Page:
Mr Temple said the constant wind was one of his most vivid memories of his visit but, also, the extreme changes in the weather meant rain rapidly froze, making life very difficult and dangerous.

Each member contributed to the trip and sponsors provided fuel and food.

Aspiring media tycoon Rupert Murdoch, who was launching The Australian newspaper at the time, saw it as a way of drumming up interest in his new venture and paid £3000 for news rights.

Film rights were also sold for £4000.

They chartered a 19m steel-hulled schooner, Patanela, which had worked as a crayfishing boat in Tasmania, and it went to Sydney to be strengthened and modified.

Those recruited for the expedition were a mix of mountaineers and sailors who had impressive pedigrees.

Mr Temple was confident in the mountains, but could not swim.

Despite that hanging over him, he said the excitement of the expedition and rubbing shoulders with some of the world's most respected climbers pushed those fears to one side.

The plan was for five men to land on the island and spend a month climbing Big Ben, charting the island and exploring and gathering scientific data and information, while the other five would sail to the nearby French-controlled subantarctic archipelago Kerguelen, 500km to the northwest.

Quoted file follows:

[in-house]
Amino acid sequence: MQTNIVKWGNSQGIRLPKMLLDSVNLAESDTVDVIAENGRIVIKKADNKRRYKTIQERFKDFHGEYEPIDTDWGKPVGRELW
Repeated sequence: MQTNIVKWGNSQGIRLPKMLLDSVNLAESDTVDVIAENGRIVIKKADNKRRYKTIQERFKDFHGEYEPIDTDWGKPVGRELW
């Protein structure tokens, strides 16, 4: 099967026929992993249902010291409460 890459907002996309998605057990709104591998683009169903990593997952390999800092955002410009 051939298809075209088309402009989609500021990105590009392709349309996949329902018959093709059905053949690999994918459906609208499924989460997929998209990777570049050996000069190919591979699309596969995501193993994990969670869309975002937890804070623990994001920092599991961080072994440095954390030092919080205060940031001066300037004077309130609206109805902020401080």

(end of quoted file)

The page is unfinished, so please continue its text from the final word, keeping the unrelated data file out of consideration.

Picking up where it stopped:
There they would wait before returning to collect the explorers.

Mr Temple recalls few - if any - tense moments or angry words, such was the collegiality of the team and the care Mr Deacock had taken to select the right mix of people.

Everyone took turns on watch and Mr Temple, who had no sailing experience, had a crash lesson from skipper Bill Tilman.

''He said 'keep the ship pointed in the direction of the compass and if you want to turn the ship to the left, turn the wheel to the left, if you want to turn the ship to the right, turn the wheel to the right'. The lesson was you are going to find out.''

The wheel was not enclosed and while on duty Mr Temple recalls breaking one rule - to never look behind.

On the occasion he did, the size and noise of the approaching wave was so loud and the weight of water it delivered so great, it pushed the vessel down into the ocean, forcing the rest of the crew to come up on deck to check if Mr Temple was still alive.

By looking, he had taken evasive action.

Communication was also difficult.

The aerial for the radio had to be strung between masts but the distance was not sufficient to provide a strong signal, creating difficulties.

They sailed from Sydney to Albany, then to Kerguelen Island, and then Heard Island, a voyage that took five weeks, sailing when they could to conserve fuel.

There is no mooring at Heard Island so the plan was to make three trips of equipment in a 6m rubber boat through the breakers, an ominous prospect for a non-swimmer.

''I remember being sick to my stomach at the prospect of doing this, partly because I was a non-swimmer.''

They capsized during the first run and managed only two trips.